57 Those who had arrested Jesus led him away to Caiaphas the high priest, where the scribes and the elders were assembled. 58 Peter was following him at a distance as far as the high priest’s courtyard, and going inside he sat down with the servants to see the outcome. 59 The chief priests and the entire Sanhedrin kept trying to obtain false testimony against Jesus in order to put him to death, 60 but they found none, though many false witnesses came forward. Finally two came forward 61 who stated, “This man said, ‘I can destroy the temple of God and within three days rebuild it.’” 62 The high priest rose and addressed him, “Have you no answer? What are these men testifying against you?” 63 But Jesus was silent. Then the high priest said to him, “I order you to tell us under oath before the living God whether you are the Messiah, the Son of God.” 64 Jesus said to him in reply, “You have said so. But I tell you: From now on you will see ‘the Son of Man seated at the right hand of the Power’ and ‘coming on the clouds of heaven.’”
65 Then the high priest tore his robes and said, “He has blasphemed! What further need have we of witnesses? You have now heard the blasphemy; 66 what is your opinion?” They said in reply, “He deserves to die!” 67 Then they spat in his face and struck him, while some slapped him, 68 saying, “Prophesy for us, Messiah: who is it that struck you?” (26:57-68)
R.T France (2007, p.1016) writes, “This is the point at which Jesus’ death is sealed; all that follows involving the Roman prefect is only the formal implementation of a verdict already decided by the Jewish authorities.” This is a conflict that has been growing unabated since the beginning of Jesus’ public ministry and has reached the point where the religious authorities are simply looking for the basis upon which they can seal Jesus’ fate. But for the moment he is in their power and he Jesus has preciously little to say. The events unfold and Jesus appears as helpless before the hearing by Jewish religious leaders. It is not likely that this is a formal trial that occurs at Caiaphas’ house, but rather an ad hoc meeting of senior people to agree on, first, the need to have Jesus executed (this being a matter of Jewish law), and secondly, an appropriate tactic to induce the Roman governor to impose the death penalty (which would, of course, require a charge of which Roman law could take cognizance). The formal Jewish trial begins, as suggested by 27:1, later when the whole Sanhedrin has assembled. Whatever the official status of the gathering, the Evangelists leave us in no doubt that it was not an unprejudiced hearing, but was convened specifically to ‘put him to death.’”
Yet it is in this scene of apparent helplessness that Jesus provides the climatic statement of who he is in response to the authorities’ urgent demand for Jesus to tell them plainly if he is the promised Messiah or no. Jesus does not answer the question in the direct manner the authorities desire, his answer in v.64, far from retracting any messianic claims, escalates them to a level that the judges cannot ignore – even if they had been inclined to do so.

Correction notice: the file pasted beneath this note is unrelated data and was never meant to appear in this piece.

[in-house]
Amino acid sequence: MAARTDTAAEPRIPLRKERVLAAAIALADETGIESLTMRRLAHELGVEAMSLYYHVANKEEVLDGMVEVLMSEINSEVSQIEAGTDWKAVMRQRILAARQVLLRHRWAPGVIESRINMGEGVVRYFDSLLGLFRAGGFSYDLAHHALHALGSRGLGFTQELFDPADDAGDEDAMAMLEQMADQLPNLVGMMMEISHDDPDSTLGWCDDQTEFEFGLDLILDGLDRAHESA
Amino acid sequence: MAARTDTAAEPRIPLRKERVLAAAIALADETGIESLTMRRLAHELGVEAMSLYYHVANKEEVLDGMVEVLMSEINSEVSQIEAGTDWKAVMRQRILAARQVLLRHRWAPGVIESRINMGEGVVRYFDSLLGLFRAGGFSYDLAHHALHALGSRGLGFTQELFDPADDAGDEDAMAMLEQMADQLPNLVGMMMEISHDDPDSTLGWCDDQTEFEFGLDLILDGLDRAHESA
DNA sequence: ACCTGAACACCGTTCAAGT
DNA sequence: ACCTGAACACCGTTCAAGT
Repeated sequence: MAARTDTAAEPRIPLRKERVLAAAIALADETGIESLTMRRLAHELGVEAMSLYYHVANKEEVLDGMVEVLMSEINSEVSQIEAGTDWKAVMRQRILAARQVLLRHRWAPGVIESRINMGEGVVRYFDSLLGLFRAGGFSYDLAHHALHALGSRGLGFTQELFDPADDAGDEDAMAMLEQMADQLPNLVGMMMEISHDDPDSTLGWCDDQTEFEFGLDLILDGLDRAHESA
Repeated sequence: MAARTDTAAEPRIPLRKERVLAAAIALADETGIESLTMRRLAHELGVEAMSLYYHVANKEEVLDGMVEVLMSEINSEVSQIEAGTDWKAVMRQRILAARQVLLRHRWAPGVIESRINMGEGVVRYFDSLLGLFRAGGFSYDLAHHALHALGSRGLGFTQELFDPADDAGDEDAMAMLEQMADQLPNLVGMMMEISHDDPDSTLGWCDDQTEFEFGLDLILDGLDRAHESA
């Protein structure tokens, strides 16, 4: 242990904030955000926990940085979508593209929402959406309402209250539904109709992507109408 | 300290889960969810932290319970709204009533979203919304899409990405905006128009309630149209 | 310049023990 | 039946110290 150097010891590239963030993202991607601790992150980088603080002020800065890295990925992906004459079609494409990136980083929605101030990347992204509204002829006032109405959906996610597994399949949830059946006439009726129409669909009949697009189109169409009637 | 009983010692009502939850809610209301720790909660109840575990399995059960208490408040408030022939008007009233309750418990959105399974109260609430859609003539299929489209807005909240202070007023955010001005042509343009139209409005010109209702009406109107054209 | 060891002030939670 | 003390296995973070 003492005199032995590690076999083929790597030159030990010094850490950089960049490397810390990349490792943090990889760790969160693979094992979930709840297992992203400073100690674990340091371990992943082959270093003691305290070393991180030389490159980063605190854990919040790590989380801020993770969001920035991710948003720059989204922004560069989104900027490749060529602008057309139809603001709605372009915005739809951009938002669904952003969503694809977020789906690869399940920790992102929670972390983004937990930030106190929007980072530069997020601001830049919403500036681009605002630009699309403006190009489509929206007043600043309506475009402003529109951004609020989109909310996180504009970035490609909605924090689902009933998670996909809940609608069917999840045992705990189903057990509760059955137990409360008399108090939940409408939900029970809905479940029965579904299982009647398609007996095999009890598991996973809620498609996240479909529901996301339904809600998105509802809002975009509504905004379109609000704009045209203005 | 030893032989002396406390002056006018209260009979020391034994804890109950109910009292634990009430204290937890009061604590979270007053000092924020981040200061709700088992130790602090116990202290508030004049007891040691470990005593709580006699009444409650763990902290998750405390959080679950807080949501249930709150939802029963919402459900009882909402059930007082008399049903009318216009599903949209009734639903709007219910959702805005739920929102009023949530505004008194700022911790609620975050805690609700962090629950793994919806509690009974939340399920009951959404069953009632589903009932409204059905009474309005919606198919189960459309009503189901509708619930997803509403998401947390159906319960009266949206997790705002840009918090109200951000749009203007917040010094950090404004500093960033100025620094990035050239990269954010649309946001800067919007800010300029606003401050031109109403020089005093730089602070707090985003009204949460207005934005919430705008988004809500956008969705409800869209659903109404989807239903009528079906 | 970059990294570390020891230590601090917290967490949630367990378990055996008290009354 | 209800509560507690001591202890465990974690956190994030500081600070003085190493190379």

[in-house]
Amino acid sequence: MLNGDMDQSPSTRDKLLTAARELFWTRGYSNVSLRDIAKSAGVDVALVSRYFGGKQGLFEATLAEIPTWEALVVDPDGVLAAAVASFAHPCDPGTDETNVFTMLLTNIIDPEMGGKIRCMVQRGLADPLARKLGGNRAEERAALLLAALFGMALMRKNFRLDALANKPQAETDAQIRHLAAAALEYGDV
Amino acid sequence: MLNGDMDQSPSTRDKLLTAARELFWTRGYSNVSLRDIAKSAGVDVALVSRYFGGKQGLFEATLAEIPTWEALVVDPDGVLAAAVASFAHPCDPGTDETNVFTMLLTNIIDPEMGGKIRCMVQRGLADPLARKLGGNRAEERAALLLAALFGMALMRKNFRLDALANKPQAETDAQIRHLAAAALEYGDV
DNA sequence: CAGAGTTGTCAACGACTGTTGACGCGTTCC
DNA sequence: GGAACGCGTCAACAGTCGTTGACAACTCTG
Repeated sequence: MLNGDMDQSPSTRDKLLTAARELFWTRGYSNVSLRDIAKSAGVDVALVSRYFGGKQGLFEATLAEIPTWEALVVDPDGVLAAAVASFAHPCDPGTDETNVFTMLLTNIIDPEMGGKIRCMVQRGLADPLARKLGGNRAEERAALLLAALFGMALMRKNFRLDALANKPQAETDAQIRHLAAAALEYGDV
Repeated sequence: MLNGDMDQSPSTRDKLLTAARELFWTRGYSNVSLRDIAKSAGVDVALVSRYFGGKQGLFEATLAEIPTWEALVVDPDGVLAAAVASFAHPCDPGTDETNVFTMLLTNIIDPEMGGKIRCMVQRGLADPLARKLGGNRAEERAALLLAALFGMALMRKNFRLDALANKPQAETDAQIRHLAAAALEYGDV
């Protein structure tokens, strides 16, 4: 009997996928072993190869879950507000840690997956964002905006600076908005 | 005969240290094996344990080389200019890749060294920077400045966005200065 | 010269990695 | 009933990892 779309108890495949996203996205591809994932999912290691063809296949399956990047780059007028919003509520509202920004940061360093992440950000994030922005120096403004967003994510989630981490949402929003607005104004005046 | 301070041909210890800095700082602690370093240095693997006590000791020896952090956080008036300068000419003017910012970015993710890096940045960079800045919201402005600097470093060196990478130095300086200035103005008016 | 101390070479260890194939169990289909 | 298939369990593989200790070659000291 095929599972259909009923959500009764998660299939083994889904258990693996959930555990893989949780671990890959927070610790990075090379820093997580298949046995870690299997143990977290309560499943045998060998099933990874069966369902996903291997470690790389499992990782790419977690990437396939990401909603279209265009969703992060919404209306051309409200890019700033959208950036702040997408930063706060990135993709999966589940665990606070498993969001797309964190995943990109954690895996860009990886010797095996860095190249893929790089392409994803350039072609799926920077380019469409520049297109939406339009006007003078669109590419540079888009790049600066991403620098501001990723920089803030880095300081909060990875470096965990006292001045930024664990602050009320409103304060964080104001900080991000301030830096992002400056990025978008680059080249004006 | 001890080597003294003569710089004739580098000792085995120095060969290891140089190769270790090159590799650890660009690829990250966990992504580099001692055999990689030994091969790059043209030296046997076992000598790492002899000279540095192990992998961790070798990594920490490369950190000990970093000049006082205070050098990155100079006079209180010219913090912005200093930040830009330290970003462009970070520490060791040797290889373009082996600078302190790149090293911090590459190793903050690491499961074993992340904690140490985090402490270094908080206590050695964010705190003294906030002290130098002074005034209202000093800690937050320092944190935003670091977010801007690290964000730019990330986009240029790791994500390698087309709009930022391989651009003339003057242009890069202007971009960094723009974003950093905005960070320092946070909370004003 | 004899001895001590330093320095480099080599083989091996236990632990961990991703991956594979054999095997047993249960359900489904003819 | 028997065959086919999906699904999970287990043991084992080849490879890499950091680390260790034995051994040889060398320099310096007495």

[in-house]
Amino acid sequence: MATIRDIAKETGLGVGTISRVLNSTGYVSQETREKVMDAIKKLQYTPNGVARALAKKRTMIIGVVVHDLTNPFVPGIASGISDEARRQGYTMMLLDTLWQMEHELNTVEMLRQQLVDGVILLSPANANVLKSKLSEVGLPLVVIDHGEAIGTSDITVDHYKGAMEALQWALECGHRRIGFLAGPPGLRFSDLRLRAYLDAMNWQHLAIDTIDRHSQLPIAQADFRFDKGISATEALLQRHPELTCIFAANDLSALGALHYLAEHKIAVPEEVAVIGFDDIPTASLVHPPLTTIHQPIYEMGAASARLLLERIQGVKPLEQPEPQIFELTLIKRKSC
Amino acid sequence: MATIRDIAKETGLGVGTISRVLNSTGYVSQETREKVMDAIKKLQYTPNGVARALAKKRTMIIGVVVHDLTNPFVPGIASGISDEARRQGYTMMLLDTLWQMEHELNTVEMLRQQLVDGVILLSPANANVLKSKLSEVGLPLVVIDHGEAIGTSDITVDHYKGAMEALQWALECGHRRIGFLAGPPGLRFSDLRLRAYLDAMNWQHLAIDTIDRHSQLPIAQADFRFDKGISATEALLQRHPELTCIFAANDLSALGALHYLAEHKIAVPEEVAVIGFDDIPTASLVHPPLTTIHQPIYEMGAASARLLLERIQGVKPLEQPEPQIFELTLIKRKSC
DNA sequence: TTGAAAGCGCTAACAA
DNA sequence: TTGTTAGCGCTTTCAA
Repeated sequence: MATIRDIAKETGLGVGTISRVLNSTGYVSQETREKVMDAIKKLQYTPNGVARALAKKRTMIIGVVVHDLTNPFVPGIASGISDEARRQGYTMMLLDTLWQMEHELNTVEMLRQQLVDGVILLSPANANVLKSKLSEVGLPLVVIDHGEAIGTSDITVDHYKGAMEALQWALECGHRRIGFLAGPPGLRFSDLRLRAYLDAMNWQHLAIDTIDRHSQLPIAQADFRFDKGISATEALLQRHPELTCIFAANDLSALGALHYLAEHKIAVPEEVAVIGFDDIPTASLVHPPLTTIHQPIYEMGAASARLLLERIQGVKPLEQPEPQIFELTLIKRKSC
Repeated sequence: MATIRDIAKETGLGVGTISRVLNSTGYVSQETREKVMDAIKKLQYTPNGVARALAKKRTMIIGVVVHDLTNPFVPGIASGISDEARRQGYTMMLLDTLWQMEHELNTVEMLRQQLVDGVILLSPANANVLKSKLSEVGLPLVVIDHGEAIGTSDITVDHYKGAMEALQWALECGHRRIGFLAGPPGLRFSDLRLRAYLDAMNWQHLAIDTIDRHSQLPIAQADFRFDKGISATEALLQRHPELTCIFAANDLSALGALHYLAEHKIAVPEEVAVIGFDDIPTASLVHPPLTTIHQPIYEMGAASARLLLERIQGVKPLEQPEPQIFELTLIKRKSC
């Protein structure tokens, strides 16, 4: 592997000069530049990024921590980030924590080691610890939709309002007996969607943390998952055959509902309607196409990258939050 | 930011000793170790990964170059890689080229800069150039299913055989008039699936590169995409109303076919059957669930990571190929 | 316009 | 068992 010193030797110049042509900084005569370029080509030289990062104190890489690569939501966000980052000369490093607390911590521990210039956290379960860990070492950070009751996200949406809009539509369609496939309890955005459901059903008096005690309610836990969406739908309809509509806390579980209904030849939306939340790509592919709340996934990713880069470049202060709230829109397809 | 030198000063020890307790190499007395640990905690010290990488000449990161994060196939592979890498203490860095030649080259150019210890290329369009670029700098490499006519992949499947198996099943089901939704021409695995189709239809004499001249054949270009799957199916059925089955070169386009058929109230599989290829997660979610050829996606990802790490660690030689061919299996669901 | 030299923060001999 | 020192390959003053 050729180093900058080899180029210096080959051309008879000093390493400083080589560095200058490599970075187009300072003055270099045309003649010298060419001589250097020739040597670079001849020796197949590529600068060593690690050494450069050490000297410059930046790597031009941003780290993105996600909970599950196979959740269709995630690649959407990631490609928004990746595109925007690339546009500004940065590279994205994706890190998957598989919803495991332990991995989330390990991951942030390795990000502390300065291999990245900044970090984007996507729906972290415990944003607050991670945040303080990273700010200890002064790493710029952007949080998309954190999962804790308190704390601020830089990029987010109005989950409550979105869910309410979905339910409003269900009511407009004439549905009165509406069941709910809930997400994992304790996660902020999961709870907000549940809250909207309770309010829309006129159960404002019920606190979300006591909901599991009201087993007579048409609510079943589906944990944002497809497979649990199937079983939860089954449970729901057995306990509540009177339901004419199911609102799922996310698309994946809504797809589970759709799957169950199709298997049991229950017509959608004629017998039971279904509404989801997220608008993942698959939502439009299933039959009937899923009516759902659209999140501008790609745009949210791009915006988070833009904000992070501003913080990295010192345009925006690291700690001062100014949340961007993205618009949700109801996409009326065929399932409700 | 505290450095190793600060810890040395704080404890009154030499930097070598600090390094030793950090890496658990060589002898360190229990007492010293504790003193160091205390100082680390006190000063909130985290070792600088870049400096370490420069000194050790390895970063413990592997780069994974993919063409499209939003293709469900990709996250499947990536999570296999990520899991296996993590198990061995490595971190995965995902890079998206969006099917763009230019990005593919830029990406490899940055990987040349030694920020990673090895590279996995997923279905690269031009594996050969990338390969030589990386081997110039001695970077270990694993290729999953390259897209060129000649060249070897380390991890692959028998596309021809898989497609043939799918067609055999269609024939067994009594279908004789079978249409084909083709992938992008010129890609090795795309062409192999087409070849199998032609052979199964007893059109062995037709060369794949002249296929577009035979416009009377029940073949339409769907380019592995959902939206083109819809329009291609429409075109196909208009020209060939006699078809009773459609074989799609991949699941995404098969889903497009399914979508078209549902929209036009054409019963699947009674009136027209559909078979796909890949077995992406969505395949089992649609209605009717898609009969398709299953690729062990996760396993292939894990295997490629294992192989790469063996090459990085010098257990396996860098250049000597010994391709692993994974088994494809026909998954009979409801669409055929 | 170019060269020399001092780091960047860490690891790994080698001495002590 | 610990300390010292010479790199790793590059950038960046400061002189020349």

But even then the judges miss the point. Jesus is not concerned with earthly judgment, his words in v.64 point to heavenly judgment and authority, and to the day when Jesus will come as judge of all. The climax is not here, but anticipates that moment when Jesus proclaims, “All power in heaven and on earth has been given to me… (28:18) – from now on (26:64).
While the authorities may have missed the point, they do not lack decisiveness. France (1989, p.386-7) writes: “Blasphemy in the Old Testament carried the death penalty by stoning (Lev. 24:10–23); it was therefore in Jewish law a sufficient ground for a capital conviction. The ritual tearing of robes (see Mishnah Sanhedrin 7:5) marked its seriousness, as this action was otherwise expressly forbidden the High Priest, even in a context of personal mourning (Lev. 21:10). Just how Jesus’ words constituted blasphemy is disputed. He had carefully avoided pronouncing the divine name (see on v. 64), which was the later strict definition of blasphemy (Mishnah Sanhedrin 7:5). To claim to be Messiah was hardly in itself blasphemous—it might after all be true! But to claim to be God’s anointed in such an improbable situation (helpless, deserted by his followers, rejected by the leaders of God’s people) might well be seen as ‘taking God’s name in vain’, especially when the title ‘Son of God’ has been included in the claim, and when the words of v. 64 are added to this (sitting at God’s right hand in glory), the total claim does indeed constitute ‘an offensive encroachment on the prerogatives of God’—unless, of course, it was true. Jesus’ words thus left only two choices open to the authorities, either to accept his claim or to condemn him for this ‘blasphemy’. They apparently did not find the choice difficult.”
Beyond this, the proceedings descend into undignified abuse. Some scholars have noted that the robe-tearing, spitting and slapping are symbolic acts of disassociation. In this the authorities join the disciples who in fact have and will disassociate themselves with their Lord and Savior.